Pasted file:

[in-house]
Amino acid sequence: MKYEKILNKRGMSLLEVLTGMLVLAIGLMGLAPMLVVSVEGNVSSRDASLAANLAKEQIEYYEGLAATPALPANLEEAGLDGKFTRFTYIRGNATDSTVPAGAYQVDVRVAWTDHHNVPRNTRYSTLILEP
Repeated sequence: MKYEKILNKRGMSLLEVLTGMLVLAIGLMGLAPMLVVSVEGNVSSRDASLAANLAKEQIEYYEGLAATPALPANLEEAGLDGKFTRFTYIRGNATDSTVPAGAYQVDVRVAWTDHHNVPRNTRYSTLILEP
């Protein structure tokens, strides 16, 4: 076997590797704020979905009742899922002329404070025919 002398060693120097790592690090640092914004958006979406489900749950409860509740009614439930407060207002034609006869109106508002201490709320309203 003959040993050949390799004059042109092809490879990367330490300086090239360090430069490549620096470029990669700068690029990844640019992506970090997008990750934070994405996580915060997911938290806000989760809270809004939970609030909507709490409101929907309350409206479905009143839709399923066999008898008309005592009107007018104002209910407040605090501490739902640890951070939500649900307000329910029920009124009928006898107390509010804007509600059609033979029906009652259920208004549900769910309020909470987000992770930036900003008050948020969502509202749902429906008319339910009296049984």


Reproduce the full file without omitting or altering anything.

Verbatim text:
[in-house]
Amino acid sequence: MKYEKILNKRGMSLLEVLTGMLVLAIGLMGLAPMLVVSVEGNVSSRDASLAANLAKEQIEYYEGLAATPALPANLEEAGLDGKFTRFTYIRGNATDSTVPAGAYQVDVRVAWTDHHNVPRNTRYSTLILEP
Repeated sequence: MKYEKILNKRGMSLLEVLTGMLVLAIGLMGLAPMLVVSVEGNVSSRDASLAANLAKEQIEYYEGLAATPALPANLEEAGLDGKFTRFTYIRGNATDSTVPAGAYQVDVRVAWTDHHNVPRNTRYSTLILEP
């Protein structure tokens, strides 16, 4: 076997590797704020979905009742899922002329404070025919 002398060693120097790592690090640092914004958006979406489900749950409860509740009614439930407060207002034609006869109106508002201490709320309203 003959040993050949390799004059042109092809490879990367330490300086090239360090430069490549620096470029990669700068690029990844640019992506970090997008990750934070994405996580915060997911938290806000989760809270809004939970609030909507709490409101929907309350409206479905009143839709399923066999008898008309005592009107007018104002209910407040605090501490739902640890951070939500649900307000329910029920009124009928006898107390509010804007509600059609033979029906009652259920208004549900769910309020909470987000992770930036900003008050948020969502509202749902429906008319339910009296049984």